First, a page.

VIENTIANE, Laos (Vientiane Times/ANN) - From now on, only processed sawn woods are permitted for exports in a move by the Lao government to add value to wood resources.
The Lao Ministry of Industry and Commerce has imposed an export ban on logs and unprocessed sawn wood following the prohibition instruction given by the government.
The move aims to add value to wood resources by processing them domestically before they are exported.
Recently, the ministry issued an order prohibiting the export of all kinds of logs and unprocessed sawn woods – timber must be processed before being exported.
Logs cut or excavated from various projects such as mining and infrastructure development projects as well as hydropower projects must undergo an open bidding process for sale to local wood processing plants so that the logs are processed before being exported.
Those trees cut from plantation areas grown by local people or businesses are also being encouraged to be processed domestically. However, the export of logs cut from plantation timber is allowed in cases where the export is certified by the relevant authorities.
The ministry has also instructed Vientiane, as well as provincial and district authorities to inspect wood processing plants across the country in order to ensure the plants meet certain standards set by the ministry.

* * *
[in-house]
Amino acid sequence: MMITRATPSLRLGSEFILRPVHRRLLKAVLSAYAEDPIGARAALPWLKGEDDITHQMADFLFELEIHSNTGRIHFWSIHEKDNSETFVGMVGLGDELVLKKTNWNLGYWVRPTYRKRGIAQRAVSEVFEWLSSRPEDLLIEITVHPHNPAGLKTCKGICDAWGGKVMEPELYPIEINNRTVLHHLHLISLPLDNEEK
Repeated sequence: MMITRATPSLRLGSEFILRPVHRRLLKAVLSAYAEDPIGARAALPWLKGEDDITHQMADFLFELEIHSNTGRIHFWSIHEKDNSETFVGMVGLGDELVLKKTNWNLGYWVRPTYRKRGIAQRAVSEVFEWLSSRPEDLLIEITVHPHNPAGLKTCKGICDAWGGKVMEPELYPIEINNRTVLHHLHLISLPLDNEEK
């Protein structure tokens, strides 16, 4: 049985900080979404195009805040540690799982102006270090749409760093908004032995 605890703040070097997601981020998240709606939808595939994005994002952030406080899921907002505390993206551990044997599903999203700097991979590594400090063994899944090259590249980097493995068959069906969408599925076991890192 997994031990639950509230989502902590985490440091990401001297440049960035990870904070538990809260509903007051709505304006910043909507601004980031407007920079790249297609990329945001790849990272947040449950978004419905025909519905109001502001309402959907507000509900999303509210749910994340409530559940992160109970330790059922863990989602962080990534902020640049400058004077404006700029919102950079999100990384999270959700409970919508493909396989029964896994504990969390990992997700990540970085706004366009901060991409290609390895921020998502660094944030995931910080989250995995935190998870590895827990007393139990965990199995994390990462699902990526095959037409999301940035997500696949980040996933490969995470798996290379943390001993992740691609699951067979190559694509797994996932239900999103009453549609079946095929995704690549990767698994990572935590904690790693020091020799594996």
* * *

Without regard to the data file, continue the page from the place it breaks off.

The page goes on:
Those plants failing to meet the standard will be required to improve their operation to meet the acceptable standards before being allowed to continue their operations.
In this regard, the authorities will define the timeframe required to complete the improvement and report progress made to higher authorities regularly, according to the ministry’s order.
The ban came as local wood processing plant operators are suffering from a raw material shortage and calling for the government to increase the wood quota to fulfill their growing demand for wood for processing.
An official of the Lao Furniture Association told Vientiane Times in recent months that some furniture businesses have given up their operations after being unable to source enough wood to fulfill their orders.
In light of the issue, the association has asked for 30 per cent of the government's annual wood quota to sustain their businesses but this has not been approved as yet, the association’s official Bounpheng Phengsisavath said recently.
Most of the furniture makers that are still operating, especially those in Vientiane, are having to buy wood from timber yards instead of using wood supplied under government-allocated quotas.
He said the shortage is creating problems for the association as it tries to expand the market because of concerns about product supply. The demand for wooden furniture is high in both the Lao and foreign markets but supply is limited. There is a strong Chinese market demand for Lao furniture if the association is able to supply products in sufficient quantities.
The association was optimistic that the log export ban would provide sustainable raw materials for making furniture and other wood products in Laos.